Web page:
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This week at Juno

The Juno Plus editorial team was awoken from its post Easter slumber by the almighty rattle of this exclusive podcast from The Exaltics, which contained an ample helping of unreleased heat from the producer and other obscure slices of grubby, utterly intoxicating electro.

Once fully awake, we took the nifty photo you see above for our Facebook page (check it here too). Then it was onto the business of listening to records, and it was a good week for those who like their house music prefixed with words like ‘smudged’ or ‘knackered’. First up the doyen of knackered house, Gerry Read, arrived on Dutch imprint Delsin with Yeh Come Dance. Stylistically, the four tracks continued the mission statement Read has already laid out; there’s a claustrophobic quality to the title track that finds a cacophony of wooden percussion and angular vocal loops sweating all over each other while the hi-hats leer on drunkenly.

Equally impressive was the second BRSTL twelve, which arrived with local boy done good Outboxx at the helm. Featuring some fine vocals from Naomi Jeremy, “Through The Night” is unashamedly soulful in full swing, with expert touches of Phil Asher’s Focus about it, and deserves to be heard by a wider audience than a 300 12″ pressing grants. Fellow Bristolian Seb Gainsborough traded in his usual Vessel moniker for the William Gibson referencing Panther Modern alias; the desolate opening moments of Howl soon morph into a floating boogie flex driven by stripped down percussive rhythms and scrapings of rusted analogue textures.

The most beautiful 12″ of the week award went to Vakula’s latest on his Leleka imprint. The processes behind how the label manufactures the marbled black and white vinyl remain a mystery, much like how the  infinite vat of musical inspiration the Ukrainian producer can call on will never be explained. Elsewhere, Swiss duo Echo 106 spent the period subsequent to their illuminating contribution to a Mathematics 12″ compilation holed up in their Brunnen studio working their box of tricks to the max. They released two excellent 12″s this week, on Lux Rec and Mathematics respectively, which really do need checking. The most inspired 12″ pairing of the week saw Chilean producer supreme Ricky Villalobos face off against hirsute Amsterdam fixture San Proper. Another giant of the electronic music game – Carl Craig – also appeared on Rush Hour this week, remixing Tom Trago’s still awesome disco-laced “Use Me Again” with typically impressive results.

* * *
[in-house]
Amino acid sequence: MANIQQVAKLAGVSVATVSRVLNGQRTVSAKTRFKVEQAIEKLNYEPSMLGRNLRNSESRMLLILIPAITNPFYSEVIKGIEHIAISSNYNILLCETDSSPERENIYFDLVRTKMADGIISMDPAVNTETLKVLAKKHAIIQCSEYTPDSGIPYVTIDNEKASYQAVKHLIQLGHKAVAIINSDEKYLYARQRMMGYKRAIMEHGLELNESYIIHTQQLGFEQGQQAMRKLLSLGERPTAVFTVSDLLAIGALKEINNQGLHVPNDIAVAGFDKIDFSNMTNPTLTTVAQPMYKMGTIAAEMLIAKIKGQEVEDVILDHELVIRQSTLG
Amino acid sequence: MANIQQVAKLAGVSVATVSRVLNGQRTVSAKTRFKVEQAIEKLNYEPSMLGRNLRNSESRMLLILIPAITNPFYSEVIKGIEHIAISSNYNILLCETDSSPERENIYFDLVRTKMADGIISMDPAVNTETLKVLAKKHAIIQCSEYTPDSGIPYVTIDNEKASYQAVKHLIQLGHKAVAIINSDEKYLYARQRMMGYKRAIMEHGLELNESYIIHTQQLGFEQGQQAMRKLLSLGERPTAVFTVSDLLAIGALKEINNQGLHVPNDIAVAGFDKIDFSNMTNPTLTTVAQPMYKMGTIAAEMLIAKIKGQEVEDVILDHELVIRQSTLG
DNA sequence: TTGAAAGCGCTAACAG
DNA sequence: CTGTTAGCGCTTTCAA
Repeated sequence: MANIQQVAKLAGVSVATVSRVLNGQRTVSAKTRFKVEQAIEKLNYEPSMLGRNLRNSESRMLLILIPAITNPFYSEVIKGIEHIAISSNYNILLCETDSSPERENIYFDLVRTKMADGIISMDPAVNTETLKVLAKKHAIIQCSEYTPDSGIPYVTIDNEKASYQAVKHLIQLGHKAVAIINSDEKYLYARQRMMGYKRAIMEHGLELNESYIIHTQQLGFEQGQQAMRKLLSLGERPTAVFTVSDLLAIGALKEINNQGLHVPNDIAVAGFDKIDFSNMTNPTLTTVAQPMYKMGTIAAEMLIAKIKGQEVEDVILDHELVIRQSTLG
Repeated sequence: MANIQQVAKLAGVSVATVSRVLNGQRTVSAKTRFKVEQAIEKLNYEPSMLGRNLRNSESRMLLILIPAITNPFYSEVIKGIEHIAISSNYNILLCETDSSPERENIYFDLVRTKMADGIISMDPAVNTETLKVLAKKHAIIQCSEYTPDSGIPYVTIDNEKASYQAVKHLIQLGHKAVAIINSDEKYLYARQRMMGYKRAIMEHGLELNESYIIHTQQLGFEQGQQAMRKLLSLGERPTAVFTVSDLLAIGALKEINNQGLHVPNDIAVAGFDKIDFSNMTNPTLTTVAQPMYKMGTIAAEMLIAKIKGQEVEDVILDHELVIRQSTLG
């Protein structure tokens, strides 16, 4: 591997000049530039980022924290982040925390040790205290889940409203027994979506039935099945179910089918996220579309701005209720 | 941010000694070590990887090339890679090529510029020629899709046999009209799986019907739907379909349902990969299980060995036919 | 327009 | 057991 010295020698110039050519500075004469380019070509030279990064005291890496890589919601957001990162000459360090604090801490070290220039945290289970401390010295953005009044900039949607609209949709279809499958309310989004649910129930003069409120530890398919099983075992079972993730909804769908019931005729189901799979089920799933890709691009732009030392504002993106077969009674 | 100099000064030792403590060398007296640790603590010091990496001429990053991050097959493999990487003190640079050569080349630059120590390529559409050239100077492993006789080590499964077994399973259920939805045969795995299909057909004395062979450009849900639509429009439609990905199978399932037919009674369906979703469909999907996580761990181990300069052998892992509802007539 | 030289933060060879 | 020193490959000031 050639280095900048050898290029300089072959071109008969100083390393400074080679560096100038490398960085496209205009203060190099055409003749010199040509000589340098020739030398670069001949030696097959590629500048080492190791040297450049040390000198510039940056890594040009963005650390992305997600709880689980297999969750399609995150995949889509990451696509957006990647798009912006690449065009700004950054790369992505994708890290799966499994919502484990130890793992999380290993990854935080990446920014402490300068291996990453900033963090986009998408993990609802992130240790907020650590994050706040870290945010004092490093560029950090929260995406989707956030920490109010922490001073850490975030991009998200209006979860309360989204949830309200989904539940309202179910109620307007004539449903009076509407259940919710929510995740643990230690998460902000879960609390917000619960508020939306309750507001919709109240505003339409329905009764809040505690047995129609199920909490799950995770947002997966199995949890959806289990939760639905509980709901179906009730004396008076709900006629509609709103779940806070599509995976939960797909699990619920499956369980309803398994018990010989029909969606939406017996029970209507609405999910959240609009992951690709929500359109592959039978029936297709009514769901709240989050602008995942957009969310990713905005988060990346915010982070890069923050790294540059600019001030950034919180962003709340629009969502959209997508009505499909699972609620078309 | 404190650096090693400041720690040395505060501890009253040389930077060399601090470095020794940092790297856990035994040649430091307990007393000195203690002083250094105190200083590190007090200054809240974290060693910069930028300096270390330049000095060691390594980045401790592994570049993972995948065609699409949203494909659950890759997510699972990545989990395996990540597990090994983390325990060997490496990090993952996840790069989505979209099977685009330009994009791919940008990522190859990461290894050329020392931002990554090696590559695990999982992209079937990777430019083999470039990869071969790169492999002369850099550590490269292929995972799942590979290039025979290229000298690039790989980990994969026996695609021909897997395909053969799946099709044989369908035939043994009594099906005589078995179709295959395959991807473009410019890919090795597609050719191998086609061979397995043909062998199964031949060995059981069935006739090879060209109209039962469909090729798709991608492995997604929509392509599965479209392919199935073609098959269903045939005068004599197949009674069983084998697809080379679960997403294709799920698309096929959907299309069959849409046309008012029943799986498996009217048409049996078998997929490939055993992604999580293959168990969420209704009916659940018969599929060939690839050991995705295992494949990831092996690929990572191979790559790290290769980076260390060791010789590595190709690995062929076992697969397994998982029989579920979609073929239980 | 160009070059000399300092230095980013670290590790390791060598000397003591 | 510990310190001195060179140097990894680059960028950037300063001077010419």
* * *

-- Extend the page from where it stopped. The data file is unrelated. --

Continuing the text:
Anyone with a cursory knowledge of Detroit techno will know Scan 7’s Trackmasta Lou. The perma masked producer recently popped up on London-based label Awkward Movements, and this week dropped a deep house cut on Tabernacle replete with remixes from John Heckle and The Analogue Cops. Other techno-shaped treats came from Aardvarck, who became the third artist to appear on the Skudge Presents series, and Shifted, who dropped his excellent debut LP on Mote Evolver, while former Vault Series alumnus Sawlin graced Delsin offshoot Ann Aimee with Techno Dumping, and Berghain types Marcel Dettmann and Norman Nodge remixed Prime Numbers boss Trus’me.

New York label Golf Channel released FIVE super-limited promos this week, all of which sold out more or less immediately – Phil South you are such a tease. South London types Cage & Aviary followed up their recent (long-awaited) debut LP Migration with the first in a series of dub recreations of album tracks. And rounding off the week’s choice vinyl releases, the debut cut on the newly minted Love Fever label arrived just in time for the weekend – Bicep’s “$tripper” is pure New Jersey garage heat, and do check that cover art!

Over at Juno Download, Hemlock Recordings boss Jack Dunning returned with the first in a three part EP series. On listening to Change In A Dynamic Environment EP 1, it’s clear that last year’s Little Things Like That release for Clone was something of a transitional record, though perhaps not quite in the way that many expected. And in an age where hype is ever present, Laurel Halo seems to have the prodigious talent to justify the chatter that surrounds her every release on an increasingly impressive roster of labels. The New York resident adopted the King Felix moniker to open proceedings on Liberation Technologies, the newly minted “electronic” sub label of the iconic Mute empire. Elsewhere, Lando Kal returned to Hotflush with the Rhythm Sektion EP, Synkro helped relaunch the long-dormant R&S sub-label Apollo, Planet Mu entered the Mind Of Traxman, Comeme brought the heat as always, and the ever adventurous Rvng Intl. offered up a real treat, as two L.A. musicians were sent to Jamaica to work alongside The Congos in recreating the reggae legends’ classic Icon Give Thank LP.

Our pick of the CDs was the album from erstwhile Hype Williams pair Dean Blunt and Inga Copeland. Black Is Beautiful is an odd but endearing collection that leaps between sounds, styles and genres almost at will. Opening with a blast of fuzzy jazz-rock, its 15 tracks variously touches on skewed dream-pop, E’d-up downtempo curiosities, wrongspeed electronica, calming ambience, woozy demo-pop, skittering, smacked-out rave rhythms, droning madness and impossible-to-define strangeness. It could just be the album of the year.